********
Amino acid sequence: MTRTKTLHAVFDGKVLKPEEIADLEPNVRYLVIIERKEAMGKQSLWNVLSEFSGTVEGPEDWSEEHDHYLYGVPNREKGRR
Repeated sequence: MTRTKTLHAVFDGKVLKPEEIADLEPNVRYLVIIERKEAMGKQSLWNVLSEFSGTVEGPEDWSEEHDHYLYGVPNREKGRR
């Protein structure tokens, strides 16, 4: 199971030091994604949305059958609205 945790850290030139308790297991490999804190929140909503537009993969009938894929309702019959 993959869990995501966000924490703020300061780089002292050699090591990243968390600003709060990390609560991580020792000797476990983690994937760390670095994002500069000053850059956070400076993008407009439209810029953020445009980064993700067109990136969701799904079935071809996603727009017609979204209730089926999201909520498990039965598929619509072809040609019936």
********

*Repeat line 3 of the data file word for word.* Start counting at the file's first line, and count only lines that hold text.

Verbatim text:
């Protein structure tokens, strides 16, 4: 199971030091994604949305059958609205 945790850290030139308790297991490999804190929140909503537009993969009938894929309702019959 993959869990995501966000924490703020300061780089002292050699090591990243968390600003709060990390609560991580020792000797476990983690994937760390670095994002500069000053850059956070400076993008407009439209810029953020445009980064993700067109990136969701799904079935071809996603727009017609979204209730089926999201909520498990039965598929619509072809040609019936």